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Student Interview: R16 On Company Projects

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Rithm School

Aug 11, 2020

Tell us a little about yourself! What were you doing before you came to Rithm? Some fun facts about yourself would be great too!

Marco: I was born and raised in the Netherlands. During a vacation in California in 1996, I went on a job interview at the Netherlands Consulate General in Los Angeles. I got the job, married my Dutch girlfriend of 5 years, and with our two cats we moved to Redondo Beach. It was a dream come true! In 2010 the consulate relocated to San Francisco, and that is how we ended up in the East Bay.

After 23 wonderful years in the Dutch Foreign Service, I decided to start a new career and become Full-Stack Web Developer. For many years programming has been my passion, but has never been my profession. In a few weeks that is going to change, something I am very excited about.

Olivia: I live in San Francisco and spend most of my time hiking, running, and hanging out with my dog Georgie. Before Rithm I was working in Operations at Square on their payroll product. During this time I wanted to grow my skill set and started to teach myself how to code. I quickly fell in love with it and researched what I could do with this new knowledge. After reading so many success stories from other Rithm bootcamp graduates, I knew I had to apply!

How would you describe the experience of working on these company projects? Can you tell us a little about the projects you’ve been working on?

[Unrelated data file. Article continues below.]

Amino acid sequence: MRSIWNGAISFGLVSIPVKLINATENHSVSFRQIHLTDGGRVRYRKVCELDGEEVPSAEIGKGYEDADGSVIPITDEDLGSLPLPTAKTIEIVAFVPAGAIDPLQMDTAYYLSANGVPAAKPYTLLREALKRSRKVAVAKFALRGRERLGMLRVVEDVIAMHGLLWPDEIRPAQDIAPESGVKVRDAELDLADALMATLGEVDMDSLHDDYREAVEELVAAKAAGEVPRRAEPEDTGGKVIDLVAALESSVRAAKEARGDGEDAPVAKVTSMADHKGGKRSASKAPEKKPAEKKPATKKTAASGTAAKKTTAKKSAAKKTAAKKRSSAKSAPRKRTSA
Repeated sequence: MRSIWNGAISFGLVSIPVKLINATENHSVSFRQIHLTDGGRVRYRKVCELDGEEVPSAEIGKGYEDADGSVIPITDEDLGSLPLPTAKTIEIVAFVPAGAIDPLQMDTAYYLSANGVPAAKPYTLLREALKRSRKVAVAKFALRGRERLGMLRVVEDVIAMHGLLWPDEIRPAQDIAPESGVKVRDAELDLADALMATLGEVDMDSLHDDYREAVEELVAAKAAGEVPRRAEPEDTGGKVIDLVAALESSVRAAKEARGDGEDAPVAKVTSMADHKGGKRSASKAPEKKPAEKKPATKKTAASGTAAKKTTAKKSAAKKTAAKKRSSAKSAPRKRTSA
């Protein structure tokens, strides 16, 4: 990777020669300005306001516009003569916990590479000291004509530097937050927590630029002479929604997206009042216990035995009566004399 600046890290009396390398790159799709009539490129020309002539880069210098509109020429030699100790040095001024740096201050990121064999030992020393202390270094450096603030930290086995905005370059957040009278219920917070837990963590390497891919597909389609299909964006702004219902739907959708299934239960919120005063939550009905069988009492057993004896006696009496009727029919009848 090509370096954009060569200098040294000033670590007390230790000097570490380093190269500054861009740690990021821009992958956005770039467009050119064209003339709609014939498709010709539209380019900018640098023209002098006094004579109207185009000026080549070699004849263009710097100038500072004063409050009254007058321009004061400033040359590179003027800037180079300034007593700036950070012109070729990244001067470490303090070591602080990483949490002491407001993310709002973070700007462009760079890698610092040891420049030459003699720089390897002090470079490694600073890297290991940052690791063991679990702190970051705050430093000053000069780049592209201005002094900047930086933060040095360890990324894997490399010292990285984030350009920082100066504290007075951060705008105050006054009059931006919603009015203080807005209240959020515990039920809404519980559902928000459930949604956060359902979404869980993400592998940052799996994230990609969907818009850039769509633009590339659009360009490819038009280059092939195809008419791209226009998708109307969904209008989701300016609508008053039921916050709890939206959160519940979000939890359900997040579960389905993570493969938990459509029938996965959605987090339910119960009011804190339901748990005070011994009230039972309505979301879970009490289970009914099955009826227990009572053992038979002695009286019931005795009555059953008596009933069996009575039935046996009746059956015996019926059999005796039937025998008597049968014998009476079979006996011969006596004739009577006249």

Marco: At the time of writing, the first week of company projects ended and we have two more weeks to go. The experience has been great. As expected, the first days were pretty tough and tiring because getting used to a sizable codebase is a struggle. But once your first pull request has been merged into the master repository, you feel productive and more confident about what you are doing.

The project I’m working on with Olivia and 4 other students, is Livestack.video. It is a platform where creators can easily host live-streamed events and get paid by selling tickets. The website has only recently gone live, and soon the buzz building around it will start. We attend daily standup meetings, and contribute code and creative ideas. Practically we are working at a startup as part of our bootcamp program; that’s priceless prep for becoming pros!

Olivia: The experience has been incredibly rewarding and fun! I am so grateful for this opportunity and to get a taste of what it is like to work on production code. The project that I am working on is for a company called Livestack.video. It is an app where fans can crowdfund a live event, and request anyone with an email address, Twitter or Instagram account to host that event on Zoom. The code base uses React, Node.js and Express, which is great because Rithm’s curriculum covers each of those extensively. Currently, my partner and I are in the process of refactoring the form to create an event from one long page, to multiple pages using a tool called Formik which allows us to build forms in React.

How large is your team? What have you learned by working together?

Marco: We are working on Livestack with a team of six students, and three Rithm School instructors are available for questions, guidance, and to review our code. In addition, there are two former Rithm School students that work on the project full-time, and who know all the ins and outs of the project. Working together has accelerated our pace of learning, and taught us to be better coders. It also prepared us for remote work. Students pair up in a Zoom breakout room and use Microsoft VS Code with the Live Share extension for coding. GitHub is used for code collaboration, version control, and task management. Slack is used for messaging. All great tools to have on our belts because it is highly likely that we will start our first software engineering job by working from home.